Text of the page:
There are times when trailers are misleading, and the movie is vastly superior or way worse than anticipated.

Walt Disney’s latest film “The Game Plan” is not one of those films.

If you’ve seen the ads, you can pretty much figure out how this predictable family fare plays out. “The Game Plan” is so by the numbers that it’s a credit to the film’s lead, former WWE wrestler Dwayne “The Rock” Johnson, that it is almost tolerable.

Johnson plays Joe Kingman, a narcissistic professional quarterback enjoying the fame and caught up in the bachelor lifestyle.

Kingman’s world takes a drastic turn when an 8-year-old girl named Peyton (Madison Pettis) shows up on his doorstep claiming to be his daughter.

It’s not hard to predict what happens from there, with Kingman and Peyton trying to bond and make up for lost time. Nichole Millard and Kathryn Price’s screenplay is standard family fluff, complete with moments that try to shatter the cuteness meter and a not-too-subtle message about the importance of family.

Johnson nearly makes this all watchable. Anyone familiar with his work in wrestling will realize that playing Kingman really isn’t a stretch, but give Johnson credit for poking fun at himself. Johnson continues to prove that he is capable of carrying a feature film with his charismatic charm. The camera loves Johnson and it appears that Johnson is having fun in front of the camera.

But even Johnson can’t overcome the major flaw in “The Game Plan” - Pettis. The young actress tries so hard to be cute and adorable, she is annoying. It doesn’t help that her character delivers lines that makes her sound more like a nuclear physicist and not an 8-year-old. Pettis is so overbearing that she makes Jonathan Lipnicki from “Jerry Maguire” seem like an Oscar nominee.

There are moments where “The Game Plan” works, mostly involving Johnson, but for the most part, this is a forgettable film that won’t even matter come October.

DVD dandy of the week

This week’s dandy is “Reign Over Me” (A-), writer/director Mike Binder’s effective follow-up to his outstanding 2005 film “The Upside of Anger.”

Don Cheadle plays Alan Johnson, a dentist with a great family and job, who is just going through the motions with no apparent joy whatsoever in his life.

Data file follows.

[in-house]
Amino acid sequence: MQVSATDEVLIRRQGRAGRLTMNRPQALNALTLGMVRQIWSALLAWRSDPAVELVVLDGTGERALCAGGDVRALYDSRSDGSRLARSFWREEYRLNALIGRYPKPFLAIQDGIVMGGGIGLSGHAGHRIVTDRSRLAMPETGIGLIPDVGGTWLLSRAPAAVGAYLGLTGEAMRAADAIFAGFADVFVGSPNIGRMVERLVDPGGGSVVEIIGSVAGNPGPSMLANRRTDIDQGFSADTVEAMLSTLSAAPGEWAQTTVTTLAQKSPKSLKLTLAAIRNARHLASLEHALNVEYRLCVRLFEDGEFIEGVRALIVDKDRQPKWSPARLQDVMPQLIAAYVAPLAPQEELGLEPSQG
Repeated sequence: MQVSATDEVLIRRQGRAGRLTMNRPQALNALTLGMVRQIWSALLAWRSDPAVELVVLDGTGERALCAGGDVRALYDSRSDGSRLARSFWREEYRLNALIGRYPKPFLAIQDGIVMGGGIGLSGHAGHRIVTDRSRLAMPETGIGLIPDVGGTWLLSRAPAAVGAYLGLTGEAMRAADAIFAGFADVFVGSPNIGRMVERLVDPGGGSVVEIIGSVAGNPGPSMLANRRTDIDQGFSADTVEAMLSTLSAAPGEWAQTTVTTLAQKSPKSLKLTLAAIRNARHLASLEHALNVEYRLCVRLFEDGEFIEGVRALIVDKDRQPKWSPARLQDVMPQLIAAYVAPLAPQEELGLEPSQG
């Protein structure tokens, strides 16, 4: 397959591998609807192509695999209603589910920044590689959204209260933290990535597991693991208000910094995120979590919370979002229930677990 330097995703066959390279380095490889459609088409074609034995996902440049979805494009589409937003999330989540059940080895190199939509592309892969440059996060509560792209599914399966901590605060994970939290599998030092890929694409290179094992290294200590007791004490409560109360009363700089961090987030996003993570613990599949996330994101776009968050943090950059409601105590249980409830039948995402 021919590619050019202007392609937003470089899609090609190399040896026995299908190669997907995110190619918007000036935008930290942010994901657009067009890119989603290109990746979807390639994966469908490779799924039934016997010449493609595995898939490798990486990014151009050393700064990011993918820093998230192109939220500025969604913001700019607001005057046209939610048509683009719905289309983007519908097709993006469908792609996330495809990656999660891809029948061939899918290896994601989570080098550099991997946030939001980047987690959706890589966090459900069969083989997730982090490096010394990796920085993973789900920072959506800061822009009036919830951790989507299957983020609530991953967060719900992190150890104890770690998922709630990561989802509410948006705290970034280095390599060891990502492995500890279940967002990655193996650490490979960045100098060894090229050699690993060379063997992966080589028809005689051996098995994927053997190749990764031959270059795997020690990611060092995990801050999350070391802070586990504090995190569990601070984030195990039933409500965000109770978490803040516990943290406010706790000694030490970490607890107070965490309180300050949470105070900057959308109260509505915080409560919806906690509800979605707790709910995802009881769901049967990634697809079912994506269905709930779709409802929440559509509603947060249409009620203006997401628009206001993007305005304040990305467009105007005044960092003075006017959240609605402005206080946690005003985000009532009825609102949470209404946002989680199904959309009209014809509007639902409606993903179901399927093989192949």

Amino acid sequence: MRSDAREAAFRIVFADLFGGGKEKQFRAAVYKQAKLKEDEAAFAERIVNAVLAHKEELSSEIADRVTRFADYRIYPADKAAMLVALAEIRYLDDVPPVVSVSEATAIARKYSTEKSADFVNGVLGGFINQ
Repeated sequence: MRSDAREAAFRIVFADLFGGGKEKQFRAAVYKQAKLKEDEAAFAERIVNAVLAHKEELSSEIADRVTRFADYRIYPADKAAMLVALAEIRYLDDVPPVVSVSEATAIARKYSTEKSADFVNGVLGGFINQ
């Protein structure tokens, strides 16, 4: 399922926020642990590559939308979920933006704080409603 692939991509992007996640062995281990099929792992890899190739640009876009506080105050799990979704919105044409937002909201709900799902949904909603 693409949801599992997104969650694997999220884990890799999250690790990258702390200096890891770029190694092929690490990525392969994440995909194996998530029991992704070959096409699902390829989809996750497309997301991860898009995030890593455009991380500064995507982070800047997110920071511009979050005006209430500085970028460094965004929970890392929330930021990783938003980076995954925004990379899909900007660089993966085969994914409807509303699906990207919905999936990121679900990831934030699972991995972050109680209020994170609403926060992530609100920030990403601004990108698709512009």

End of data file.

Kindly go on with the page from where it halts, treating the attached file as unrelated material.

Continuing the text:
Alan’s world gets a jolt one day when he runs into his old college roommate, Charlie Fineman (Adam Sandler). To say Charlie’s world is in disarray is an understatement. Charlie has regressed into a sheltered world, trying to deal with the loss of his wife and three children in the Sept. 11 attacks.

After the encounter, Alan attempts to help Charlie overcome his grief, but the process proves difficult for both men, who have clearly isolated themselves in one form or another. Charlie’s isolation is more obvious; Alan’s is a subtle withdrawal from his family and coworkers.

As in his previous film, Binder does an excellent job of creating interesting characters with compelling stories, sprinkling in some humorous moments. The characters are given life by a talented cast.

I’ve always considered Don Cheadle an underrated actor, and he doesn’t disappoint here. Sandler is just as good - the former Saturday Night Live comedian has shown his range in films like “Punch-Drunk Love” and “Spanglish,” but he may be at his best here as Charlie.

I had a hard time buying Liv Tyler as a psychiatrist at first, but she settles into the role and is actually pretty good. Donald Sutherland has a great small role in the film as a judge.

“Reign” does have flaws, mainly a subplot involving a female patient who threatens Alan with a sexual harassment suit, but it doesn’t hinder the film’s overall effectiveness. This isn’t quite on par with “Anger” (which featured an Oscar-worthy performance from Joan Allen), but is still a film that deserves to find an audience on home video.

“Reign Over Me” is rated R for language and some sexual references and will be available Tuesday on DVD.


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